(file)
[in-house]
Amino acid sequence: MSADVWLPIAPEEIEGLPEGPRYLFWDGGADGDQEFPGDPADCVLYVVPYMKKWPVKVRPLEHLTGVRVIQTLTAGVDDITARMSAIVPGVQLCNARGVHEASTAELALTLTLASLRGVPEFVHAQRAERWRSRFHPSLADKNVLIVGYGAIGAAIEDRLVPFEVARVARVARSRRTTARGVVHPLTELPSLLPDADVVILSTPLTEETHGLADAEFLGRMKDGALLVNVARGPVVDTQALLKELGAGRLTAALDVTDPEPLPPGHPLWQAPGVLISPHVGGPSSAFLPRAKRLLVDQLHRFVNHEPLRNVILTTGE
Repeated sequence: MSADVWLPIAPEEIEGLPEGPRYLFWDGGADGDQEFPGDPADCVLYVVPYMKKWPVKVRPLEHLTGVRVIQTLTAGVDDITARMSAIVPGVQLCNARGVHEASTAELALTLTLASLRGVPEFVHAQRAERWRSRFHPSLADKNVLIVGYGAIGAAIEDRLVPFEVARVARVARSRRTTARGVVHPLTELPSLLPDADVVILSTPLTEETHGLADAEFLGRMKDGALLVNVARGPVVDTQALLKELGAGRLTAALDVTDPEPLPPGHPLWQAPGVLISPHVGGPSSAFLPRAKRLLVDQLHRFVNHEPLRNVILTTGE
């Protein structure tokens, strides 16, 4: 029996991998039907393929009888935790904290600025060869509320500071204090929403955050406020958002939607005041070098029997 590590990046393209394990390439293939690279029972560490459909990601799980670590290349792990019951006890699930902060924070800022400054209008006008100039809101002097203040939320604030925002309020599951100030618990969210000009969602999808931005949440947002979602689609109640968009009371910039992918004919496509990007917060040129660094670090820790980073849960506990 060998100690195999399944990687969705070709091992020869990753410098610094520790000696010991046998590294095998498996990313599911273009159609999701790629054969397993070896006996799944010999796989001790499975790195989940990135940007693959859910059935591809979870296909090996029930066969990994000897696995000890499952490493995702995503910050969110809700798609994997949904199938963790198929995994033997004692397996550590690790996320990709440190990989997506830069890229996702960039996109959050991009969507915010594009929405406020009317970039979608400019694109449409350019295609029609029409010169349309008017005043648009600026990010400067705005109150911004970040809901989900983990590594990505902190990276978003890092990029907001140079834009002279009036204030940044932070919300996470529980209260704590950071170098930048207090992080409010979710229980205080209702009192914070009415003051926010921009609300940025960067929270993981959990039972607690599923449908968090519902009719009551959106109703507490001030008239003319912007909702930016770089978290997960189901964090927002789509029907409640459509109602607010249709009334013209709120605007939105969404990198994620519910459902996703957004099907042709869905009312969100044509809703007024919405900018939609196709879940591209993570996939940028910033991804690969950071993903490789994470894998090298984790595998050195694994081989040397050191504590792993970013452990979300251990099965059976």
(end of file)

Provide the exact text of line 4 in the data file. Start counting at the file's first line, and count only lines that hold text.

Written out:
């Protein structure tokens, strides 16, 4: 029996991998039907393929009888935790904290600025060869509320500071204090929403955050406020958002939607005041070098029997 590590990046393209394990390439293939690279029972560490459909990601799980670590290349792990019951006890699930902060924070800022400054209008006008100039809101002097203040939320604030925002309020599951100030618990969210000009969602999808931005949440947002979602689609109640968009009371910039992918004919496509990007917060040129660094670090820790980073849960506990 060998100690195999399944990687969705070709091992020869990753410098610094520790000696010991046998590294095998498996990313599911273009159609999701790629054969397993070896006996799944010999796989001790499975790195989940990135940007693959859910059935591809979870296909090996029930066969990994000897696995000890499952490493995702995503910050969110809700798609994997949904199938963790198929995994033997004692397996550590690790996320990709440190990989997506830069890229996702960039996109959050991009969507915010594009929405406020009317970039979608400019694109449409350019295609029609029409010169349309008017005043648009600026990010400067705005109150911004970040809901989900983990590594990505902190990276978003890092990029907001140079834009002279009036204030940044932070919300996470529980209260704590950071170098930048207090992080409010979710229980205080209702009192914070009415003051926010921009609300940025960067929270993981959990039972607690599923449908968090519902009719009551959106109703507490001030008239003319912007909702930016770089978290997960189901964090927002789509029907409640459509109602607010249709009334013209709120605007939105969404990198994620519910459902996703957004099907042709869905009312969100044509809703007024919405900018939609196709879940591209993570996939940028910033991804690969950071993903490789994470894998090298984790595998050195694994081989040397050191504590792993970013452990979300251990099965059976």